Jennifer A. Chandler , A. Mogyoros , T. Martin Rubio and E. Racine (University of Ottawa - Common Law Section , Independent , Independent and Independent) have posted Another Look at the Legal and Ethical Consequences of Pharmacological Dampening: The Case of Sexual Assault (Journal of Law, Medicine and Ethics, Vol. 41, No. 4, 2013) on SSRN. Here is the abstract:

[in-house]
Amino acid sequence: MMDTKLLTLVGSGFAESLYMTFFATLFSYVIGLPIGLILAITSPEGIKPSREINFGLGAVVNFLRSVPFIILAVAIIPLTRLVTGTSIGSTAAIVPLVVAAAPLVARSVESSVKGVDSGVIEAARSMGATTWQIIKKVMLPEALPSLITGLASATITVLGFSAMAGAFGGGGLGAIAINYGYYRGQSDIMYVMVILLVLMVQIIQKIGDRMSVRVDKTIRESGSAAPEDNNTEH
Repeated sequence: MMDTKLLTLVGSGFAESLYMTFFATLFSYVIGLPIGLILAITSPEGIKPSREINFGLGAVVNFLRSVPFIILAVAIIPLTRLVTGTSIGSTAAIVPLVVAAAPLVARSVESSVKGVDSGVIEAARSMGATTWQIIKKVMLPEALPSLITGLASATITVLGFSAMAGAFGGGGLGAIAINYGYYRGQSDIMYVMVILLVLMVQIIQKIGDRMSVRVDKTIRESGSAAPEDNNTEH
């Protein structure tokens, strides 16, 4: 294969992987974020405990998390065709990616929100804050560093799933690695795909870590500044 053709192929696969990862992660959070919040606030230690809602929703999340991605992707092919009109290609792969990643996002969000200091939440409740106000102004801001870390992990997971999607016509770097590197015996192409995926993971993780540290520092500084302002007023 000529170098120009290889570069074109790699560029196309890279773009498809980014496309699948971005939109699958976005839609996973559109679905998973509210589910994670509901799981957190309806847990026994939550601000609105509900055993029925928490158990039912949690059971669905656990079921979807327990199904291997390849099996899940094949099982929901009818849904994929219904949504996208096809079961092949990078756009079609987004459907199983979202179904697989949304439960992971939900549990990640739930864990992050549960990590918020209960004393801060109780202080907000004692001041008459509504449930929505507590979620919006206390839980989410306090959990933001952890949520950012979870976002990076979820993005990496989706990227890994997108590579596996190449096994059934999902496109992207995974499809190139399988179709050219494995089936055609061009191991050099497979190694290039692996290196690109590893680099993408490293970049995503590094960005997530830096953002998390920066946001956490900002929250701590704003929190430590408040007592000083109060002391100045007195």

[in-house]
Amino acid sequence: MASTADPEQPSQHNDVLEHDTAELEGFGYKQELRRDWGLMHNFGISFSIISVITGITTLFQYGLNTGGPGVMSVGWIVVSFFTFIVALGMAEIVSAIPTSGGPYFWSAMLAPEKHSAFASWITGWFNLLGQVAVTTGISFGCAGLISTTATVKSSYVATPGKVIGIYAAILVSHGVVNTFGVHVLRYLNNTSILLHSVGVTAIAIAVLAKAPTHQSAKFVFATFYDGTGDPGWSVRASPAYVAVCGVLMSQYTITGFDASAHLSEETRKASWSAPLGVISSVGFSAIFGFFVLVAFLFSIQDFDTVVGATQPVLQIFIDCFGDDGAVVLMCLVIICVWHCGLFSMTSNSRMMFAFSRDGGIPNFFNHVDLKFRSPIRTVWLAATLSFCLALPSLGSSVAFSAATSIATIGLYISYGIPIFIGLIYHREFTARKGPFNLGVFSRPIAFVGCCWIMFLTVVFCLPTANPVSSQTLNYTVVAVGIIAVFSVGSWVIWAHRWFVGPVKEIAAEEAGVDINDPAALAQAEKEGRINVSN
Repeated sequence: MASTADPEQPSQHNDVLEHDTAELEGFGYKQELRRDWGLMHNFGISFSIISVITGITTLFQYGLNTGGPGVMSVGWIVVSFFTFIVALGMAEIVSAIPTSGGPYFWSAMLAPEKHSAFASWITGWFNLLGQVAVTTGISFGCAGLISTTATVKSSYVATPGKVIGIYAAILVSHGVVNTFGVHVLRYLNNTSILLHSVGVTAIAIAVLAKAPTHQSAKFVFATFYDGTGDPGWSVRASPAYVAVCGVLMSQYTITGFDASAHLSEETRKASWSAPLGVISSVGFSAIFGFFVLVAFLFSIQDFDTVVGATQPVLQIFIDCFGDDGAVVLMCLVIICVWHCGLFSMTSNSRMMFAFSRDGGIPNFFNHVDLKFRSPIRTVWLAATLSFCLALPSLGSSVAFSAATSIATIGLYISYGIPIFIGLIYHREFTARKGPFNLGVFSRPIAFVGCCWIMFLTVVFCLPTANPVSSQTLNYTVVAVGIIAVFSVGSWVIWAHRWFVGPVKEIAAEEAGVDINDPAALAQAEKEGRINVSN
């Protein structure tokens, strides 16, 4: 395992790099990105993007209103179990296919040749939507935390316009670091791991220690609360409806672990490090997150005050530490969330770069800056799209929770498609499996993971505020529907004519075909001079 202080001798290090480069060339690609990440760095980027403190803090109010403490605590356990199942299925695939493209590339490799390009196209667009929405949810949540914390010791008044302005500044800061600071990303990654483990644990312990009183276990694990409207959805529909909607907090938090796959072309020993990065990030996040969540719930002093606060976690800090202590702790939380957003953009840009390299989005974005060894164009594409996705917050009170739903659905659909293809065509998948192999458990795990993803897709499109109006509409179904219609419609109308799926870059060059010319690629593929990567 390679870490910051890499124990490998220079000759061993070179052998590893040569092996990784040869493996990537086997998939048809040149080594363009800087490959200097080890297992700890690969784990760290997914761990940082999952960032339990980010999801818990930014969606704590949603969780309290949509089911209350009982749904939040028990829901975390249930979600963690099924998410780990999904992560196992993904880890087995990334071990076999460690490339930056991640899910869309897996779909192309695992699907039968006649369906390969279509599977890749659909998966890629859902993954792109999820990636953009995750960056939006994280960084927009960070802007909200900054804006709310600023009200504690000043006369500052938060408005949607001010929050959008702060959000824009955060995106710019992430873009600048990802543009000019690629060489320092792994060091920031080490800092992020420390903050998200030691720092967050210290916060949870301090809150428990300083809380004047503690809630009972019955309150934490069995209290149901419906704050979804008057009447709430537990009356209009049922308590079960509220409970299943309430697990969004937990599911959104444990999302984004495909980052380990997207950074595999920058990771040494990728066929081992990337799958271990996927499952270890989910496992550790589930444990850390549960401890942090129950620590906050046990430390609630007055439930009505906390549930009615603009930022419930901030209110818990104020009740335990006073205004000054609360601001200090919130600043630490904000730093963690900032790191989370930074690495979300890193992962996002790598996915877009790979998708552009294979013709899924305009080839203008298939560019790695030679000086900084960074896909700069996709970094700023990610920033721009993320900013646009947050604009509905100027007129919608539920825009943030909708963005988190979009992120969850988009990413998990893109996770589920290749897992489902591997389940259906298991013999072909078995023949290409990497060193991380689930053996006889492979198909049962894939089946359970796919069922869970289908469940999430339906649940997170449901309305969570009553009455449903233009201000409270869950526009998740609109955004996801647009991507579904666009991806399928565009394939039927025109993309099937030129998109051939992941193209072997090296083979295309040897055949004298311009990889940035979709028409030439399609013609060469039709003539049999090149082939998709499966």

Research on the use of propranolol as a pharmacological memory dampening treatment for post-traumatic stress disorder is continuing and justifies another look at the legal and ethical issues raised in the past. We summarize the general ethical and legal issues raised in the literature so far, and we select two for in-depth reconsideration. We address the concern that a traumatized witness may be less effective in a prosecution emerging from the traumatic event after memory dampening treatment. We analyze this issue in relation to sexual assault, where the suggestion that corroborating evidence may remedy any memory defects is less likely to be helpful. We also consider the clinical ethical question about a physician’s obligation to discuss potential legal consequences of memory dampening treatment. We conclude that that this latter question reflects a general problem related to novel medical treatments where the broader socio-legal consequences may be poorly understood, and suggest that issues of this sort could usefully be addressed through the promulgation of practice guidelines.